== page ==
If you want to ask Travelin' Joe a question, e-mail him at email@example.com. Dear Joe, Late March - Tucson - I want desert golf, my wife wants the spa. Any good deals out there? Glen Johnson Aurora, Colo. There's no shortage of stand-alone spas in the Old Pueblo, including two of the finest - but priciest - in the U.S., Miraval and Canyon Ranch. Fortunately, there is also a fistful of superb full-service resorts in town as well, where pampering your body won't cost you an arm and a leg.
Off by its cactus-studded lonesome is the JW Marriott Tucson Starr Pass Resort & Spa (520-792-3500, jwmarriottstarrpass.com), which dishes out 27 desert-framed holes that combine the architectural talents of Bob Cupp and Arnold Palmer (pictured). If you like famous footsteps, Starr Pass was the site of Phil Mickelson's first PGA Tour win back in 1991, when the property was under the TPC umbrella, and when Phil was still an amateur.
New at the JW Marriott Tucson Starr Pass is the Spring Golf & Spa Package, which includes 18 holes per person, deluxe lodging, one 50-minute spa treatment and a nightly $50 dining credit. That ought to bring smiles to both your faces. Hi Joe, I'm heading up to Lake Tahoe in mid-March for a quick three-day weekend and was wondering if golf is even a possibility. Do you know of any decent courses that might be playable within about an hour or so drive of Tahoe? Eric Grohman Long Beach, Calif. If you can drag yourself away from the casinos, you might just be in luck. Vic Williams, a very capable golf writer and editor who lives in the area, assures me that down from the mountains, there's playable golf weather to be had. In fact, the forecast through March 17 features daily highs from 57 to 61 degrees. Our recommendations are for the Reno/Sparks/Carson City area, but no matter which course you choose, it's between 10 and 60 miles of North or South Lake Tahoe.
Highest marks go to Genoa Lakes ($65; 775-782-4653, genoalakes.com) in Genoa, straight down the hill from Heavenly and the South Shore. There are two tracks here, but the one you want is the Lakes course, a John Harbottle/Peter Jacobsen design that's slashed by the Carson River and which sports open panoramas of the Sierra Nevadas. Note that it's closed Mondays and Tuesdays in March.
Next up is Dayton Valley Golf Club ($40; 775-246-7888, daytonvalley.com) in Dayton. It's a little longer drive from the lake, roughly 20 minutes east of Carson City, but Arnold Palmer and Ed Seay carved a value-laden beauty from the mountain foothills, complete with a sea of soft mounds and bold bunkers.
Another contender for "best value" honors is Eagle Valley's West course ($35; 775-887-2380, eaglevalleygolf.com) in Carson City, an affordable, Arthur Jack Snyder-designed muni in a high-desert setting that meanders through sagebrush.
In the other direction, Wolf Run ($40; 775-851-3301, wolfrungolfclub.com) is yet another of the region's memorable bargains. Situated about a half-hour from the North Shore/Incline Village, in south Reno, its 5,000-foot elevation makes daily play in March a little dicey, but check anyway. The 7,100-yard layout is strong enough to serve as home course for the University of Nevada golf team, but it's pretty playable for all, regardless of your level of education.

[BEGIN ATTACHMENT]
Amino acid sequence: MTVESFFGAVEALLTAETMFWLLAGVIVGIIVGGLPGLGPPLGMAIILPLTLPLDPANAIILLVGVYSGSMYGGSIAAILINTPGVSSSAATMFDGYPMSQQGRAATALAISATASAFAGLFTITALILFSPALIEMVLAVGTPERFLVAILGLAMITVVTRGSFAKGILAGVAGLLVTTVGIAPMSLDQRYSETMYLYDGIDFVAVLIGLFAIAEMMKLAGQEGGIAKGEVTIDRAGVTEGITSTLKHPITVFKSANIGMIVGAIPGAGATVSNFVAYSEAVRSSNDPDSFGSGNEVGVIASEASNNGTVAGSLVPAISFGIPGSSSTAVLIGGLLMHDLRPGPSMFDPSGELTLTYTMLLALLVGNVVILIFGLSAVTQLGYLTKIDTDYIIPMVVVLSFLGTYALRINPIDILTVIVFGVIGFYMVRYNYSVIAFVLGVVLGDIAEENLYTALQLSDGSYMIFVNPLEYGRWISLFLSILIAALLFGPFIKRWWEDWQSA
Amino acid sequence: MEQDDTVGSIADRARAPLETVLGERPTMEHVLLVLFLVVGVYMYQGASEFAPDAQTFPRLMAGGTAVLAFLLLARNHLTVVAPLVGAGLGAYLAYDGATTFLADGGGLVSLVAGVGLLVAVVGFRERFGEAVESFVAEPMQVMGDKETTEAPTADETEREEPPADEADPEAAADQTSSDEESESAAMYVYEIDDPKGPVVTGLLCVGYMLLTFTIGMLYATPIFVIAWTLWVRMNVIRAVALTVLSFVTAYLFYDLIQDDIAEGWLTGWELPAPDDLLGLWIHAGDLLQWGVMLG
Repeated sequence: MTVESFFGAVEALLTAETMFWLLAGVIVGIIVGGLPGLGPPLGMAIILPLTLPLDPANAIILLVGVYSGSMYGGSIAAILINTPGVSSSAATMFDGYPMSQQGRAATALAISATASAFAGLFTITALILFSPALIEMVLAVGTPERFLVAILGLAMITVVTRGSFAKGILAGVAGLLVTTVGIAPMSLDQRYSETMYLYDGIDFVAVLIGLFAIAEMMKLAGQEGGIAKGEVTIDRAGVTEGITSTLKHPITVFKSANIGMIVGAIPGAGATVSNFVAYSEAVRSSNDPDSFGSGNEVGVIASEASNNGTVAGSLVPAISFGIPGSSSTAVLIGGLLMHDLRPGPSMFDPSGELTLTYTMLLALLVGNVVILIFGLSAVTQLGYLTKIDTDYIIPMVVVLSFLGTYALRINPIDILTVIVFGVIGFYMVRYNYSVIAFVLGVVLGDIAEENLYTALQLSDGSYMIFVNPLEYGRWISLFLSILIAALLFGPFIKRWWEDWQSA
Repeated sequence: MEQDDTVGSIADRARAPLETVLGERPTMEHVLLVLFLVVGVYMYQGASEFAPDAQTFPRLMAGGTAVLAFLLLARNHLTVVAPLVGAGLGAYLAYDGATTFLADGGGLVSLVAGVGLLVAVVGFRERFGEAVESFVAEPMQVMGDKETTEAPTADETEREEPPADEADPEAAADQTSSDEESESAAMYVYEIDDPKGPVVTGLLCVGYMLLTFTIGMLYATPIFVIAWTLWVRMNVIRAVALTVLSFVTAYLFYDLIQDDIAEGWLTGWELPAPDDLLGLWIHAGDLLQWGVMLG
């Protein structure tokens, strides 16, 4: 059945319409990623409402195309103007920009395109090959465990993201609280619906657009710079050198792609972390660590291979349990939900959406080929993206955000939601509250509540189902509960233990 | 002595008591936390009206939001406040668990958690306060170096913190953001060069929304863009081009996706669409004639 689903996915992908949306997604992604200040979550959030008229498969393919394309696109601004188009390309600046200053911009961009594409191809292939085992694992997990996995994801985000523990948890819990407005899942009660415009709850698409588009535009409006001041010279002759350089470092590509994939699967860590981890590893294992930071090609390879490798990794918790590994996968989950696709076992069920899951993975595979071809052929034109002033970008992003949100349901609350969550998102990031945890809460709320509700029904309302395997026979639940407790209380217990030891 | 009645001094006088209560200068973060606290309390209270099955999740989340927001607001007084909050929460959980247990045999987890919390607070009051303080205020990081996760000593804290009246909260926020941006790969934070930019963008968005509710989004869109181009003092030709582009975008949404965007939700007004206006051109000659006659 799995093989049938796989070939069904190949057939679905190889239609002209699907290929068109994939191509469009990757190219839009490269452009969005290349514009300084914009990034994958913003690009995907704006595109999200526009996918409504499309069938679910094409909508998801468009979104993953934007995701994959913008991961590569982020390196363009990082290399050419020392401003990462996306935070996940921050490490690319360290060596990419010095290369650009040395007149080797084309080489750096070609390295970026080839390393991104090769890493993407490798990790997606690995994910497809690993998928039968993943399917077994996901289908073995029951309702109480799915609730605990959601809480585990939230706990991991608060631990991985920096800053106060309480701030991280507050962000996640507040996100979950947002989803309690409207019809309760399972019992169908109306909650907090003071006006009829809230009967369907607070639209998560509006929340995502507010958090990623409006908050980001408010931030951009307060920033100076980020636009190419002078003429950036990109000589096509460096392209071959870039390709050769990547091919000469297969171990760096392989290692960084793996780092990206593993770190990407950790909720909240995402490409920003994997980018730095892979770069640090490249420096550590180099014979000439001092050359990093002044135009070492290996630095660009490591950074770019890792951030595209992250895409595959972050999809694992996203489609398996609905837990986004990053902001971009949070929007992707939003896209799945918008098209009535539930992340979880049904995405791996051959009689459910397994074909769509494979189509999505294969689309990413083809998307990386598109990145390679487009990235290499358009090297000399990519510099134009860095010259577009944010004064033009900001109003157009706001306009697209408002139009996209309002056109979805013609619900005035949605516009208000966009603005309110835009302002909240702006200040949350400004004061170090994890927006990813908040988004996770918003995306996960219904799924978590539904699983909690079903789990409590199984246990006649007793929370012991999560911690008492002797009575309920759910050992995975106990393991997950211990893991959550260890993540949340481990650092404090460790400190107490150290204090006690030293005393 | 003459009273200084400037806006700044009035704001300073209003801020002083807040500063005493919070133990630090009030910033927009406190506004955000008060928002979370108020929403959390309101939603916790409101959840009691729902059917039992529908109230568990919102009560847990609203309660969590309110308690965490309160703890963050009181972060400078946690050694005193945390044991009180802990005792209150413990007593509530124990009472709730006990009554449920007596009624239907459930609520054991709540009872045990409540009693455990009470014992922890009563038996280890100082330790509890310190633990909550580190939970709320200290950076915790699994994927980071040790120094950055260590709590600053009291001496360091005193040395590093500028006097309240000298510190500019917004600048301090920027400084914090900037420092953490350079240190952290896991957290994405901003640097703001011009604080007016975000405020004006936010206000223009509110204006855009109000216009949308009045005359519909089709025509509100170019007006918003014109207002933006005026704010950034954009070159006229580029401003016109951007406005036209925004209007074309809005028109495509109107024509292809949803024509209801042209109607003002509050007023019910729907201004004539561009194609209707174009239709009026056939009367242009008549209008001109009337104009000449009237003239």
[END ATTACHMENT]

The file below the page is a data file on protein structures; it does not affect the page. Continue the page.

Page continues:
Final options include the Resort at Red Hawk ($50-$55; 866-462-4295, resortatredhawk.com) and D'Andrea Golf Club ($69; 775-331-6363, dandreagolf.com). Both are located in Sparks, east of Reno, roughly an hour or so from the North Shore of Lake Tahoe, and are worth the journey. Red Hawk is a Robert Trent Jones Jr. design that blends mountain meadows, water hazards and real estate, while D'Andrea is a hilly, treeless Keith Foster creation among the desert hills. It's a bit pricier to tackle D'Andrea, but its lower elevation often allows for better weather and better conditions. Dear Joe, We are planning our spring golf trip to Savannah, Ga., in March. Can you recommend some good courses in the area? Price is a consideration, but not a deal-breaker. Jim T. Via email It's been more than a decade since "Midnight in the Garden of Good and Evil" put Savannah on the A-List of tourist destinations. If the buzz has ebbed somewhat since then, the attractions haven't. The city's "must-play" is the Troon-managed Club at Savannah Harbor ($110; 912-201-2240, theclubatsavannahharbor.com), a Bob Cupp/Sam Snead collaboration that plays host to the annual Liberty Mutual Legends of Golf, the oldest event on the Champions Tour. Wetlands, undulating greens and 7,288 yards of length form the bulk of the challenge, but memorability is its strongest suit, thanks to holes such as the long par-4 6th, which finishes in the shadows of the spectacular Talmadge Bridge and the par-4 9th, with the handsome Westin hotel in the backdrop.
Perhaps the region's best bargain is Southbridge ($40-$50; 912-651-5455, southbridgegolfclub.com), a flattish romp through woods and lakes that Rees Jones crafted back in 1989. Don't forget, too, that you've got a gold mine of courses 30-45 minutes away, on and off Hilton Head Island.
However, if you want one more Savannah option, especially on your first or last day of the trip, check out Crosswinds Golf Club ($20.50-$55; 912-966-0674, crosswindsgolfclub.com), which is conveniently situated five minutes from the Savannah Airport. You'll find a little bit of everything on this 6,609-yard track, except homes. A superb, watery, risk/reward par-5 closer is a great way to end the trip.